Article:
- Appeals process is a process whereby the person being assessed, or other interested party such as an employer, may dispute the outcome of an assessment and seek reassessment.
- Approved Training Products
- Approved Training Products (ATP) are those items created for the National Qualification Framework and assessed as meeting the requirements of units of competency.
- The process of collecting evidence and making judgements on whether competency has been achieved to confirm that an individual can perform to the standard expected in the workplace, as expressed in the relevant endorsed industry/enterprise competency standards or the learning outcomes of an accredited course.
- Assessment Plan
- An assessment plan is a document developed by an assessor that includes the elements and units of competency to be assessed; when the assessment will occur; how the assessment will occur; the assessment methods to be used and the criteria for the assessment decision.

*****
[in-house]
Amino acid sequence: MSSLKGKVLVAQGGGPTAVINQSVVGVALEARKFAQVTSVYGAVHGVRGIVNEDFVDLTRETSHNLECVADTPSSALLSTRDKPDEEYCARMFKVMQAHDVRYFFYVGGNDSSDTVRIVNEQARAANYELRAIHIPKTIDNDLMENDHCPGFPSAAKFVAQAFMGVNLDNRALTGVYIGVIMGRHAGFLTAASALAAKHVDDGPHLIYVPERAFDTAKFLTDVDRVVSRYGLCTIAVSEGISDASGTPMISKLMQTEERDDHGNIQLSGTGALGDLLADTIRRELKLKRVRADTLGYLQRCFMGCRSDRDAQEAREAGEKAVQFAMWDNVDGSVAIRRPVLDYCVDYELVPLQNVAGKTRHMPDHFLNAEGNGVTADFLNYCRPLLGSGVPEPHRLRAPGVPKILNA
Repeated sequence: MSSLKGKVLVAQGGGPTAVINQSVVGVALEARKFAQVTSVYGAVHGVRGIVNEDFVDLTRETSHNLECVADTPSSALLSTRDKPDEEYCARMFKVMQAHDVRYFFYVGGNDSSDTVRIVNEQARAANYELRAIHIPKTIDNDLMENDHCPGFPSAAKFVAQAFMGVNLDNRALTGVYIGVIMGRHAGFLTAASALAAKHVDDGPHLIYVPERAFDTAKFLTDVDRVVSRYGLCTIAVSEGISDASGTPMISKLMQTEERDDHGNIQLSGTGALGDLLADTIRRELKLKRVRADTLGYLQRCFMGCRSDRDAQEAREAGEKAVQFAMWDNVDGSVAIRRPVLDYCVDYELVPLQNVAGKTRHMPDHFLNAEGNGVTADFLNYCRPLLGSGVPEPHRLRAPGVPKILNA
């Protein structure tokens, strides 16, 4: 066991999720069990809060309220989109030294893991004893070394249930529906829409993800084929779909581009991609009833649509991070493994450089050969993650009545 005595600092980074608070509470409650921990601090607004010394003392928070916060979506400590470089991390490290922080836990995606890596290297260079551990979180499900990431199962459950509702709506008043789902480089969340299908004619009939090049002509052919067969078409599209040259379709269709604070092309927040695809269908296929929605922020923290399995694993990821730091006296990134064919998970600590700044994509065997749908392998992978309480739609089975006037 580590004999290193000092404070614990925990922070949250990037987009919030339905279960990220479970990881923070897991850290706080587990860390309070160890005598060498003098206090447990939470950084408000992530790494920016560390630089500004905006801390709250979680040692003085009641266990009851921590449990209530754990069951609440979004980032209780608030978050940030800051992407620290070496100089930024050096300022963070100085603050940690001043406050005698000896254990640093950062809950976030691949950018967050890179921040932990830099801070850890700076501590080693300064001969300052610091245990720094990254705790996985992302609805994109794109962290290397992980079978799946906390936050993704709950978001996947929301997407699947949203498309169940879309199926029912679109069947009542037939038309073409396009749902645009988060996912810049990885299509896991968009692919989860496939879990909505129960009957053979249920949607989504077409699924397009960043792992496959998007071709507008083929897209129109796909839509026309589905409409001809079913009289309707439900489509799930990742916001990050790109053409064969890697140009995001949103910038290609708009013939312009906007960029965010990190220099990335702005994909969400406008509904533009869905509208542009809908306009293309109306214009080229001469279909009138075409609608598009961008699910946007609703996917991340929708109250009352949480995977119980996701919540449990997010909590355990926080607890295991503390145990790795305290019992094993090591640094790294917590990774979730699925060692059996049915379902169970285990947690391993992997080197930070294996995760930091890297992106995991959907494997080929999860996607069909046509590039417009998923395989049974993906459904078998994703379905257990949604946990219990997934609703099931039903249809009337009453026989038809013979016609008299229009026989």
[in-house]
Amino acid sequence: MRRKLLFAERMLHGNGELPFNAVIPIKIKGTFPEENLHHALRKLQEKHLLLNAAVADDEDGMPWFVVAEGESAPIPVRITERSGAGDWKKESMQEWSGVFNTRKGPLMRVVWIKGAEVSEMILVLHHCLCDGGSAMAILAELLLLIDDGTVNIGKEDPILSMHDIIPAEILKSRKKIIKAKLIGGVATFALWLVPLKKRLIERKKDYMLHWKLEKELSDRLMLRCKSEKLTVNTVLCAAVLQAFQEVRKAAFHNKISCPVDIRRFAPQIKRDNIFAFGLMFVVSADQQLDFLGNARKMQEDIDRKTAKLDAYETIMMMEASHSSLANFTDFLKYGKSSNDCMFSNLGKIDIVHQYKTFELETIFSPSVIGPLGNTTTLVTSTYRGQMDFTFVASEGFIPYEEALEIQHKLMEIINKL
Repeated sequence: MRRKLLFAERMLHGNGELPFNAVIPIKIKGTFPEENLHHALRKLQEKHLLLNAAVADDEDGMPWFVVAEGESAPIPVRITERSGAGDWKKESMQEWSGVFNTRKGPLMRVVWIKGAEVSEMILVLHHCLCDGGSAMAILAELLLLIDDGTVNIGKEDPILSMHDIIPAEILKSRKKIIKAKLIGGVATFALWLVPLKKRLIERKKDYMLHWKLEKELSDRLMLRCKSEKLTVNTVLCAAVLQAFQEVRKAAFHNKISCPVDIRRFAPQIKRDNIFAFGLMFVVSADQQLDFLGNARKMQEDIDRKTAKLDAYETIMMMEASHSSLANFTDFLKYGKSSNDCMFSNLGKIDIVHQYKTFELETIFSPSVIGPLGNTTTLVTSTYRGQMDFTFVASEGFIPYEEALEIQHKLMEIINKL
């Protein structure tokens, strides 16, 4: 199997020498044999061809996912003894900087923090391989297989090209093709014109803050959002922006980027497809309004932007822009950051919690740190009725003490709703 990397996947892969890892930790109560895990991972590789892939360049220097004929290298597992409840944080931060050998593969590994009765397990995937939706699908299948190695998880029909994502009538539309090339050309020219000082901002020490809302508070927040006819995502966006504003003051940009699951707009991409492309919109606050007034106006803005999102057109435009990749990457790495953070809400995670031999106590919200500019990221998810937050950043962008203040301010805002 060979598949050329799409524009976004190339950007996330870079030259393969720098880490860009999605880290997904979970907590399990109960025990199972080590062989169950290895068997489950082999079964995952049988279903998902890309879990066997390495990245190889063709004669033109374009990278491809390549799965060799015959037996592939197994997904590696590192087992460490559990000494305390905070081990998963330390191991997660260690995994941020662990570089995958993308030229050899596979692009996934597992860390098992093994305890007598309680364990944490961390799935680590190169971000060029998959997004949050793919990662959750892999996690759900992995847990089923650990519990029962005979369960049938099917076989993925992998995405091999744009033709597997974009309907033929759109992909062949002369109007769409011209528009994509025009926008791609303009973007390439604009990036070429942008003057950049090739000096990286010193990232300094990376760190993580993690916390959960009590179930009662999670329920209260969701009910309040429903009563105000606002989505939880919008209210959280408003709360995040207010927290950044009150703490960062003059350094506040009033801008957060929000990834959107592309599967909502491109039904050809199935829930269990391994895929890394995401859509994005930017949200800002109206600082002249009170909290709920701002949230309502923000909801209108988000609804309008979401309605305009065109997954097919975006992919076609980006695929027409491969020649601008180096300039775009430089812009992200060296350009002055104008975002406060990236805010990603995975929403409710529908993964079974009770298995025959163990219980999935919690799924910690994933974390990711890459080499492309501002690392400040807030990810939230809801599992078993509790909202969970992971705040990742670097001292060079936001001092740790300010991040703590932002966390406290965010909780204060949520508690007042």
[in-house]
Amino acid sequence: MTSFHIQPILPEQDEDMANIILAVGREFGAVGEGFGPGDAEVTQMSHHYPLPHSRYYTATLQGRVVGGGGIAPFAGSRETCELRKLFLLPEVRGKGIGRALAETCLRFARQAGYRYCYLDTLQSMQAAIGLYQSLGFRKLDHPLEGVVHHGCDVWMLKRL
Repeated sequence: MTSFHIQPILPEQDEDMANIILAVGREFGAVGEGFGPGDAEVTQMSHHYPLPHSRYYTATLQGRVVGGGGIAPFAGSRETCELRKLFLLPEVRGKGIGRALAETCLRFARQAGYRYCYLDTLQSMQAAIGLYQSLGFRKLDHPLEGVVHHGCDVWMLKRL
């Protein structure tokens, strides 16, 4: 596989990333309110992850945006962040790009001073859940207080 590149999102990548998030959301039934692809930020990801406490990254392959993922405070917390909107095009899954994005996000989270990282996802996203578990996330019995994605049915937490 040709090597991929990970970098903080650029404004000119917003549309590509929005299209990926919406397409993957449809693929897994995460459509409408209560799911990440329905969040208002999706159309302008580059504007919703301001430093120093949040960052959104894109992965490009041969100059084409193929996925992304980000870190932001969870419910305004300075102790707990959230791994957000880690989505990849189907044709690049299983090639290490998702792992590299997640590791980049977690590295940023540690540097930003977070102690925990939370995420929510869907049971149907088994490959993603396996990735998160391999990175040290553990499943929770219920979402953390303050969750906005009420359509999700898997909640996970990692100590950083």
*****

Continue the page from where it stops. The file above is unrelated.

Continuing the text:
- Assessment and Training Package
- An Assessment and Training Package is a Competence-Based Education and Training (CBET) tool and consists of three major parts:
PART I: The “Occupational Profile” (OP). The Occupational Profile, is developed by those persons actually doing the job and it mirrors the duties and tasks, workers are expected to perform in the world of work.
PART II: The “Assessment Instruments” in the form of performance (practical) and written (theory) test items that can and should be used to assess whether a person complies with the requirements of employment The assessment instruments were developed jointly by job practitioners and instructors.
PART III: The “Training Modules” in the form of a guideline to train both on the job as well as in training centres (or combinations of both venues of learning). The Training Modules have been developed based on the Occupational Profile and Assessment Instruments and therefore are directly relevant for employment.
- Assessment context
- Assessment context is the environment in which the assessment of competency will be carried out. This may be the environment where the work is performed 'in situ', a simulated environment which replicates the work environment, various contexts which address different aspects of the competency.